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U.S. Securities and Exchange Commission

Litigation Release No. 21244 / October 8, 2009

SEC v. Mitchel S. Guttenberg, Erik R. Franklin, David M. Tavdy, Mark E. Lenowitz, Robert D. Babcock, Andrew A. Srebnik, Ken Okada, David A. Glass, Marc R. Jurman, Randi E. Collotta, Christopher K. Collotta, Q Capital Investment Partners, LP, DSJ International Resources Ltd. (d/b/a Chelsey Capital), and Jasper Capital LLC, C.A. No. 07 CV 1774 (S.D.N.Y) (PKC)

Three Defendants in Wall Street Insider Trading Ring Settle SEC Charges

The Securities and Exchange Commission announced today that on September 29, 2009, the Honorable P. Kevin Castel, United States District Judge for the Southern District of New York, entered final judgments against defendants Erik R. Franklin, Q Capital Investment Partners, LP (“Q Capital”), and David M. Tavdy, in SEC v. Guttenberg, et al., C.A. No. 07 CV 1774 (S.D.N.Y.), an insider trading case the Commission filed on March 1, 2007. The Commission’s complaint alleged illegal insider trading in connection with two related schemes in which Wall Street professionals serially traded on material, nonpublic information tipped by insiders at UBS Securities LLC (“UBS”) and Morgan Stanley & Co., Inc. (“Morgan Stanley”), in exchange for cash kickbacks.

The Commission’s complaint alleged that from 2001 through 2006, Mitchel S. Guttenberg, an executive director in the equity research department of UBS, illegally tipped material, nonpublic information concerning upcoming UBS analyst upgrades and downgrades to two Wall Street traders, Franklin and Tavdy, in exchange for sharing in the illicit profits from their trading on that information. The complaint also alleged that Franklin was a downstream tippee in another scheme in which, in 2005 and 2006, Randi Collotta, an attorney who worked in the global compliance department of Morgan Stanley, illegally tipped material, nonpublic information concerning upcoming corporate acquisitions involving Morgan Stanley’s investment banking clients.

The complaint alleged that Franklin illegally traded on the inside information for two hedge funds he managed, Lyford Cay Capital, LP and Q Capital, and in his personal accounts. Tavdy illegally traded on the inside information (i) for Andover Brokerage, LLC and Assent LLC, registered broker-dealers where Tavdy was a proprietary trader, (ii) in his own personal account, (iii) in the accounts of a relative and friend, and (iv) in the accounts of Jasper Capital LLC, a day-trading firm with which Tavdy was associated. Franklin and Tavdy also had downstream tippees who traded on the inside information. Without admitting or denying the allegations in the complaint, Franklin, Q Capital, and Tavdy settled the Commission’s insider trading charges.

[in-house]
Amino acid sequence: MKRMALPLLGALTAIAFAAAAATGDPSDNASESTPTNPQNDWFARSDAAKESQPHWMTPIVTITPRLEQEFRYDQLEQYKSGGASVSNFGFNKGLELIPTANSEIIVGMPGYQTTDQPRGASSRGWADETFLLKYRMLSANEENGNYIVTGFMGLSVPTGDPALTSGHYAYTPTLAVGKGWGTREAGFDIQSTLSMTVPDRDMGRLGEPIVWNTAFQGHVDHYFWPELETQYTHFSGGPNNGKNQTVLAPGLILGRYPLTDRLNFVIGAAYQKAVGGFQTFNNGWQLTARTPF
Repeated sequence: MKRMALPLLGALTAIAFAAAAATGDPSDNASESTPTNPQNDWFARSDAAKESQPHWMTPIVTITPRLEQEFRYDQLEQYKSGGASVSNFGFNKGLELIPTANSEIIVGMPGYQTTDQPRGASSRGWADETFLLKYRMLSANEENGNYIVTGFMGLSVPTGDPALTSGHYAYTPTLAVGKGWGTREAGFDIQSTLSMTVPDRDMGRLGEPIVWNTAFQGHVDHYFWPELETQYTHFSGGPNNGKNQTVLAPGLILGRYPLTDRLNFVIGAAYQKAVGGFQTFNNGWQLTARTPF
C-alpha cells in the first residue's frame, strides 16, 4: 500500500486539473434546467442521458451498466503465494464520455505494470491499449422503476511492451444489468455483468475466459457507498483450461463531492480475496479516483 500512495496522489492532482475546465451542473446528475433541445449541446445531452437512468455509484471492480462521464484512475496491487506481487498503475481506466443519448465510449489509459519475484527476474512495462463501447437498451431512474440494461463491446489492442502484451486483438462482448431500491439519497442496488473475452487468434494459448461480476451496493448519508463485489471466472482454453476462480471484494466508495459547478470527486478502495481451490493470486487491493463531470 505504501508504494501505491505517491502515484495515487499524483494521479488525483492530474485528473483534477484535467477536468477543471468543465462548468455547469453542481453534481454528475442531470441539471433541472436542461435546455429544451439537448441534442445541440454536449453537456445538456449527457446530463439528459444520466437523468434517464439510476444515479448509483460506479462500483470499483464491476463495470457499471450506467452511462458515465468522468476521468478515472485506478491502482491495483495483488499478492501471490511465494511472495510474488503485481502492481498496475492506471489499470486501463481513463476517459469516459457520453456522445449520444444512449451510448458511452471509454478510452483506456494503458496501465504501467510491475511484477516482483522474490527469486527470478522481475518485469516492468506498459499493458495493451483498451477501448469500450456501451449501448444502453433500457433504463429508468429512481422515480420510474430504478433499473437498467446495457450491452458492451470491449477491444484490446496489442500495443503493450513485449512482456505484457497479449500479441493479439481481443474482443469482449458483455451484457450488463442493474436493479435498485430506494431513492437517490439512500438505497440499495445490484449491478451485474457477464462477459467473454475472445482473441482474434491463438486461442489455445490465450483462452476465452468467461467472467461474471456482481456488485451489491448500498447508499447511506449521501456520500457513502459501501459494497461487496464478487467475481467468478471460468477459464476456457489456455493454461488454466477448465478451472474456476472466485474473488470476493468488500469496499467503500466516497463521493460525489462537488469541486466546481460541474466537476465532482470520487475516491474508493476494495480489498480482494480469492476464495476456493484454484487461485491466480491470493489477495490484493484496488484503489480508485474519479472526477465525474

Franklin and Q Capital consented to the entry of a final judgment which (i) permanently enjoins them from violating Section 10(b) of the Securities Exchange Act of 1934 (“Exchange Act”), Rule 10b-5 thereunder, and Section 17(a) of the Securities Act of 1933 (“Securities Act”); and (ii) orders, on a joint and several liability basis, disgorgement of $5,400,000, with all but $290,000 waived based on a demonstrated inability to pay. In a related administrative proceeding, Franklin consented to the entry of a Commission order barring him from future association with any broker, dealer, or investment adviser. In a parallel criminal case, Franklin previously pled guilty to charges of securities fraud and conspiracy to commit securities fraud and is awaiting sentencing. U.S. v. Erik Franklin, No. 1:07-CR-164 (S.D.N.Y.).

Tavdy consented to the entry of a final judgment which (i) permanently enjoins him from violating Section 10(b) of the Exchange Act, Rule 10b-5 thereunder, and Section 17(a) of the Securities Act; and (ii) orders him to pay disgorgement of $10,300,000. In a related administrative proceeding, Tavdy consented to the entry of a Commission order barring him from future association with any broker or dealer. In a parallel criminal case, Tavdy previously pled guilty to charges of securities fraud and conspiracy to commit securities fraud, and was sentenced to 63 months in prison. U.S. v. Mitchel Guttenberg and David Tavdy, No. 1:07-CR-141 (S.D.N.Y.).

The Commission also announced that Samuel W. Childs, Jr., a former general securities principal at Assent LLC, consented to a Commission order barring him from future association with any broker or dealer, based on his criminal conviction for conspiracy to commit securities fraud, wire fraud and commercial bribery. U.S. v. Samuel W. Childs, Jr. and Laurence McKeever, No. 1:07-CR-142 (S.D.N.Y.). In that case, the criminal indictment alleged that Childs accepted bribes from traders at Assent LLC in exchange for not reporting their illegal trading to Assent management.

The Commission acknowledges the assistance and cooperation of the U.S. Attorney’s Office for the Southern District of New York and the Federal Bureau of Investigation.

For further information, see Litigation Release Nos. 20022 (March 1, 2007), 20367 (November 20, 2007), 20725 (September 18, 2008), and 21086 (June 16, 2009).

 

 

http://www.sec.gov/litigation/litreleases/2009/lr21244.htm


Modified: 06/15/2009